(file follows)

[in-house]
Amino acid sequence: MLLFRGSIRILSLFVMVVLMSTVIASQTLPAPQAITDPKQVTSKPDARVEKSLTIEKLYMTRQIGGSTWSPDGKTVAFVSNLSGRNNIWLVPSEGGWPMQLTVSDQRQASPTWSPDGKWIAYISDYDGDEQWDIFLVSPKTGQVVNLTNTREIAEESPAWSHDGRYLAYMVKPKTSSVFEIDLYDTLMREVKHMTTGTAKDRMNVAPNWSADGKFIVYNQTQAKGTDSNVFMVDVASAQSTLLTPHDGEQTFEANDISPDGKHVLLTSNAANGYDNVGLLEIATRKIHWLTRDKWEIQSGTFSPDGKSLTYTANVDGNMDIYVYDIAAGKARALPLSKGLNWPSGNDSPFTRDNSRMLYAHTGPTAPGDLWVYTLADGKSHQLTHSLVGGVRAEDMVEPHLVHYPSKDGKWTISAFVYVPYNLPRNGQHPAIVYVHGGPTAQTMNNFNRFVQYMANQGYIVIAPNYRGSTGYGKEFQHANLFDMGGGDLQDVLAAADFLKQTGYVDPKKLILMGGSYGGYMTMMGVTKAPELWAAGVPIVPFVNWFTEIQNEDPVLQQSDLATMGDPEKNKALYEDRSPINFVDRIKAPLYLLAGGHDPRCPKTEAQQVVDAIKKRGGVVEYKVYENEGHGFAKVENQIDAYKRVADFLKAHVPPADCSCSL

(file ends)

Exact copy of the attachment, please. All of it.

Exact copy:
[in-house]
Amino acid sequence: MLLFRGSIRILSLFVMVVLMSTVIASQTLPAPQAITDPKQVTSKPDARVEKSLTIEKLYMTRQIGGSTWSPDGKTVAFVSNLSGRNNIWLVPSEGGWPMQLTVSDQRQASPTWSPDGKWIAYISDYDGDEQWDIFLVSPKTGQVVNLTNTREIAEESPAWSHDGRYLAYMVKPKTSSVFEIDLYDTLMREVKHMTTGTAKDRMNVAPNWSADGKFIVYNQTQAKGTDSNVFMVDVASAQSTLLTPHDGEQTFEANDISPDGKHVLLTSNAANGYDNVGLLEIATRKIHWLTRDKWEIQSGTFSPDGKSLTYTANVDGNMDIYVYDIAAGKARALPLSKGLNWPSGNDSPFTRDNSRMLYAHTGPTAPGDLWVYTLADGKSHQLTHSLVGGVRAEDMVEPHLVHYPSKDGKWTISAFVYVPYNLPRNGQHPAIVYVHGGPTAQTMNNFNRFVQYMANQGYIVIAPNYRGSTGYGKEFQHANLFDMGGGDLQDVLAAADFLKQTGYVDPKKLILMGGSYGGYMTMMGVTKAPELWAAGVPIVPFVNWFTEIQNEDPVLQQSDLATMGDPEKNKALYEDRSPINFVDRIKAPLYLLAGGHDPRCPKTEAQQVVDAIKKRGGVVEYKVYENEGHGFAKVENQIDAYKRVADFLKAHVPPADCSCSL